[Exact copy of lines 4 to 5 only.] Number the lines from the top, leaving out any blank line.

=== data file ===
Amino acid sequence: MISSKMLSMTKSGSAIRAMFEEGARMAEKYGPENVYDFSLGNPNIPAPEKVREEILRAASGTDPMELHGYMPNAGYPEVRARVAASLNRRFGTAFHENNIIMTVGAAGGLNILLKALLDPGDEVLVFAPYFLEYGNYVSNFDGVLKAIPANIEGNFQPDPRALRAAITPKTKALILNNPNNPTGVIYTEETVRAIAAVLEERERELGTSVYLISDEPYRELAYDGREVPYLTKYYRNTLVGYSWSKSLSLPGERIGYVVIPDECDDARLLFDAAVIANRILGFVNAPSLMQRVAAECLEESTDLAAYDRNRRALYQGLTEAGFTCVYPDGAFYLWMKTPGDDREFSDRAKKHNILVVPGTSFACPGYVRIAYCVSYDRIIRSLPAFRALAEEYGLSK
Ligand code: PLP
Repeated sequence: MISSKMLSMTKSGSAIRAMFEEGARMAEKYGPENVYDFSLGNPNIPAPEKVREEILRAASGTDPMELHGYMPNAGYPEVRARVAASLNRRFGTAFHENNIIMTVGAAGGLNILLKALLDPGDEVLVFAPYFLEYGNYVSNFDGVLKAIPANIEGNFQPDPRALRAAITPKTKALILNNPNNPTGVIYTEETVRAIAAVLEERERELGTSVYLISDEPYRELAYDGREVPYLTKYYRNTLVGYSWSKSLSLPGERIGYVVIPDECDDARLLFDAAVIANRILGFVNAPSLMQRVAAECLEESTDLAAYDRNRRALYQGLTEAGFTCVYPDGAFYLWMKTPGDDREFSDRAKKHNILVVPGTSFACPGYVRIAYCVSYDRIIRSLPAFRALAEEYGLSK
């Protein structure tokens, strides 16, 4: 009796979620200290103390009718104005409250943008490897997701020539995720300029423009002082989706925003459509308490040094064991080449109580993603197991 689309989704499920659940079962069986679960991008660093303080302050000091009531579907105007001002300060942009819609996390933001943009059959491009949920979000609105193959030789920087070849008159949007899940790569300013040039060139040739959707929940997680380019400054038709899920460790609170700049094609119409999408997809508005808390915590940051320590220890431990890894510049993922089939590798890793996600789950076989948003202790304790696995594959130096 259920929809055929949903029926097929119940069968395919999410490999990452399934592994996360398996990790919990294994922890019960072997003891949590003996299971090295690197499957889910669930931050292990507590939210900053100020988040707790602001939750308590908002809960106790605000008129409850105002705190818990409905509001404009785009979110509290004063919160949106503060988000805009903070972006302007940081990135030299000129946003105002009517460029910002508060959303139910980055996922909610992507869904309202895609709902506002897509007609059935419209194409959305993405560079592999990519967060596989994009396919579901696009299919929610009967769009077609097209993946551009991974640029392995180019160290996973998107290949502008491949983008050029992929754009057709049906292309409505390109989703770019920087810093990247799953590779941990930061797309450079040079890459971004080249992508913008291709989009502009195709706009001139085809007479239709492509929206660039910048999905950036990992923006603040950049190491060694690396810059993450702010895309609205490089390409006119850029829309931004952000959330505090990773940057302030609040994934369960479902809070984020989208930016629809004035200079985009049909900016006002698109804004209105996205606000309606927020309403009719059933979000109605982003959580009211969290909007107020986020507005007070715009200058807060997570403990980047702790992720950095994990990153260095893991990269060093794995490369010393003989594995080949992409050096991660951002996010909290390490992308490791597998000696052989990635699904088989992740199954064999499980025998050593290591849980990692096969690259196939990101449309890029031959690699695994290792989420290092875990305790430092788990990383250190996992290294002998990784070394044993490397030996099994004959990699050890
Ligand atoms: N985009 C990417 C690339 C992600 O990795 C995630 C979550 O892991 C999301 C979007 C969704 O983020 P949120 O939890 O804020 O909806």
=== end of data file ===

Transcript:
């Protein structure tokens, strides 16, 4: 009796979620200290103390009718104005409250943008490897997701020539995720300029423009002082989706925003459509308490040094064991080449109580993603197991 689309989704499920659940079962069986679960991008660093303080302050000091009531579907105007001002300060942009819609996390933001943009059959491009949920979000609105193959030789920087070849008159949007899940790569300013040039060139040739959707929940997680380019400054038709899920460790609170700049094609119409999408997809508005808390915590940051320590220890431990890894510049993922089939590798890793996600789950076989948003202790304790696995594959130096 259920929809055929949903029926097929119940069968395919999410490999990452399934592994996360398996990790919990294994922890019960072997003891949590003996299971090295690197499957889910669930931050292990507590939210900053100020988040707790602001939750308590908002809960106790605000008129409850105002705190818990409905509001404009785009979110509290004063919160949106503060988000805009903070972006302007940081990135030299000129946003105002009517460029910002508060959303139910980055996922909610992507869904309202895609709902506002897509007609059935419209194409959305993405560079592999990519967060596989994009396919579901696009299919929610009967769009077609097209993946551009991974640029392995180019160290996973998107290949502008491949983008050029992929754009057709049906292309409505390109989703770019920087810093990247799953590779941990930061797309450079040079890459971004080249992508913008291709989009502009195709706009001139085809007479239709492509929206660039910048999905950036990992923006603040950049190491060694690396810059993450702010895309609205490089390409006119850029829309931004952000959330505090990773940057302030609040994934369960479902809070984020989208930016629809004035200079985009049909900016006002698109804004209105996205606000309606927020309403009719059933979000109605982003959580009211969290909007107020986020507005007070715009200058807060997570403990980047702790992720950095994990990153260095893991990269060093794995490369010393003989594995080949992409050096991660951002996010909290390490992308490791597998000696052989990635699904088989992740199954064999499980025998050593290591849980990692096969690259196939990101449309890029031959690699695994290792989420290092875990305790430092788990990383250190996992290294002998990784070394044993490397030996099994004959990699050890
Ligand atoms: N985009 C990417 C690339 C992600 O990795 C995630 C979550 O892991 C999301 C979007 C969704 O983020 P949120 O939890 O804020 O909806």